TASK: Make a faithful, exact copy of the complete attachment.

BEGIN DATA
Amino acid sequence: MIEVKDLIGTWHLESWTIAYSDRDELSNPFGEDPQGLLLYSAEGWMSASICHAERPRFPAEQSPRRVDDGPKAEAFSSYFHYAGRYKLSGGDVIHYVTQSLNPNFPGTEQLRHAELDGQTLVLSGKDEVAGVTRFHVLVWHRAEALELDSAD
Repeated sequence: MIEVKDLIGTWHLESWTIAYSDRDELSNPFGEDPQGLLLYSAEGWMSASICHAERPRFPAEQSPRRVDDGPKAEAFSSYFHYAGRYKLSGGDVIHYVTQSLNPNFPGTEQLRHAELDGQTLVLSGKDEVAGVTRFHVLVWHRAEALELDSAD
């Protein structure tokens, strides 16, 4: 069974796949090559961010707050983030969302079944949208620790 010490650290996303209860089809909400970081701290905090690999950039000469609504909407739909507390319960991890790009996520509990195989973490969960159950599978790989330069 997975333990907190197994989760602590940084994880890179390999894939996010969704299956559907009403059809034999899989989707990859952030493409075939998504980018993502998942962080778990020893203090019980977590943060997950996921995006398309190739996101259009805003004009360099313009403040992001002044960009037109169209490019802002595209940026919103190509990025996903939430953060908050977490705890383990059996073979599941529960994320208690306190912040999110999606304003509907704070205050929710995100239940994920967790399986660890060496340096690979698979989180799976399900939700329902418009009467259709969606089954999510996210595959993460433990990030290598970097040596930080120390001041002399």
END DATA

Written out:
Amino acid sequence: MIEVKDLIGTWHLESWTIAYSDRDELSNPFGEDPQGLLLYSAEGWMSASICHAERPRFPAEQSPRRVDDGPKAEAFSSYFHYAGRYKLSGGDVIHYVTQSLNPNFPGTEQLRHAELDGQTLVLSGKDEVAGVTRFHVLVWHRAEALELDSAD
Repeated sequence: MIEVKDLIGTWHLESWTIAYSDRDELSNPFGEDPQGLLLYSAEGWMSASICHAERPRFPAEQSPRRVDDGPKAEAFSSYFHYAGRYKLSGGDVIHYVTQSLNPNFPGTEQLRHAELDGQTLVLSGKDEVAGVTRFHVLVWHRAEALELDSAD
């Protein structure tokens, strides 16, 4: 069974796949090559961010707050983030969302079944949208620790 010490650290996303209860089809909400970081701290905090690999950039000469609504909407739909507390319960991890790009996520509990195989973490969960159950599978790989330069 997975333990907190197994989760602590940084994880890179390999894939996010969704299956559907009403059809034999899989989707990859952030493409075939998504980018993502998942962080778990020893203090019980977590943060997950996921995006398309190739996101259009805003004009360099313009403040992001002044960009037109169209490019802002595209940026919103190509990025996903939430953060908050977490705890383990059996073979599941529960994320208690306190912040999110999606304003509907704070205050929710995100239940994920967790399986660890060496340096690979698979989180799976399900939700329902418009009467259709969606089954999510996210595959993460433990990030290598970097040596930080120390001041002399």